How to Start Collecting Coins on a Budget

As a coin collector myself, I could write a novel about why people should start coin collecting. But I’ll spare you the time and keep it simple. There are a few reason coins are the most popular thing to collect. They’re small, so they won’t take up much space. They can appreciate in value, so one day you might just strike it rich. And it can be an inexpensive hobby to start. That is, if you’re doing it right.

Coin collecting is also not a hobby that’s a “dead end”. What do I mean by that? You don’t need to collect coins forever if you don’t want to. Money is money. Coins will (almost) always be worth something, and they’re easy to sell.

Here are 5 ways not to break the bank when collecting coins.

Step #1 – Set A Budget

Let’s get the obvious step out of the way first. As with almost anything in life, you need to set a budget. Would you ever buy a car without knowing your max price? Would you ever go to the grocery store not knowing whether you’ll spend $20 or $200? The same goes for coin collecting. Set a reasonable weekly or monthly budget that won’t interfere with more important expenses. That way, you won’t end up like that guy who owns 100,000 unscratched lottery tickets simply because he got a little too into his hobby.

Step #2 – Start With The Right Coins

You’ve heard the saying – “You can’t build a house without the foundation.” The same goes for coins. You shouldn’t spend $100 on a coin if you’re just starting out. If you’re taking my advice, cover the basic coins first, and build your collection from there. Get some Kennedy Half Dollars, some Susan B. Anthony Dollars, and other coins you see from time to time. After that, buy the coins you rarely have a shot at getting as change. A mercury dime is a good example of this. After you get the simpler, less rare coins out of the way, then move on to the heavier hitters – like silver eagles, for example.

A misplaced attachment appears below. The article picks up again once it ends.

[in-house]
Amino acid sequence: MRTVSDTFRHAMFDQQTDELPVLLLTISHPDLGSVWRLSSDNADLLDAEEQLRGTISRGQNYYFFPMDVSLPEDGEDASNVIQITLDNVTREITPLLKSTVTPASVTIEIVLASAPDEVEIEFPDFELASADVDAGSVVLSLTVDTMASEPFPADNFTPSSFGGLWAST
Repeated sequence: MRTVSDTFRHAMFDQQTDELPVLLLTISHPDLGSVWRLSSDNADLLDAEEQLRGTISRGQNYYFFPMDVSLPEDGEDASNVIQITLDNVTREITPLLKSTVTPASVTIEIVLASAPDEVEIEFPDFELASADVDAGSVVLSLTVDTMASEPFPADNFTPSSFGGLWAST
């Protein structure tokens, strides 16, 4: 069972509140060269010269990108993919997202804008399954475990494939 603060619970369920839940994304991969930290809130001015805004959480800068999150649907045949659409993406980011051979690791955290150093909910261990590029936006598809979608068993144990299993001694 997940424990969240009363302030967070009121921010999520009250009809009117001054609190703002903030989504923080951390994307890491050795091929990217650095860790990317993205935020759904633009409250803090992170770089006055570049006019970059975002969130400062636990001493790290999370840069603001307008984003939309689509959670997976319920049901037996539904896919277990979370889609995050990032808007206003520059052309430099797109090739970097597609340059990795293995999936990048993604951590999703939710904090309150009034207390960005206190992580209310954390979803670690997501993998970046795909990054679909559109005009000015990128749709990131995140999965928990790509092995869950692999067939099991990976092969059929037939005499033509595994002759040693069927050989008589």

To put this into perspective, think about baseball cards. A collector wouldn’t buy a Babe Ruth card right when they start collecting. They’ll build their collection, so they really appreciate the Ruth card when the right time comes to buy it.

Step #3 – Check Your Pocket Change

ALWAYS check your pocket change. You can never be absolutely sure that a valuable coin won’t turn up in your change. You can also go to your local bank and buy rolls of coins. However, this is easier said than done. Banks will often make it difficult for you to buy a roll of coins. Try your hand at smaller banks, or be polite but firm that you need the rolls and it’s a fair request. It will always help to build a good relationship with a bank as well.

Step #3 – Buy Displays

Lets face it, a lot of people collect coins so they can show them off. Nobody is going to be interested in your coin collection if they have to wait while you dig through a shoe box, looking for a certain coin. It’s much more impressive if you have a coin folder or collecting book that will keep the coins in good condition, while perfecting that polished collection “look.” These things are cheap, too!

Step #5 – Become A Trader/Seller

Coin collectors are not in love with every single coin they own. It’s a fact. Maybe it’s the grade of the coin. Maybe it’s the value.  Whatever it is, there’s no reason to hang on to a coin if it means nothing to you. Trade and sell coins so your overall collection doesn’t lose sentimental value as it gets larger.

Gary Dyner is the owner of Great American Coin Company. Connect with him on


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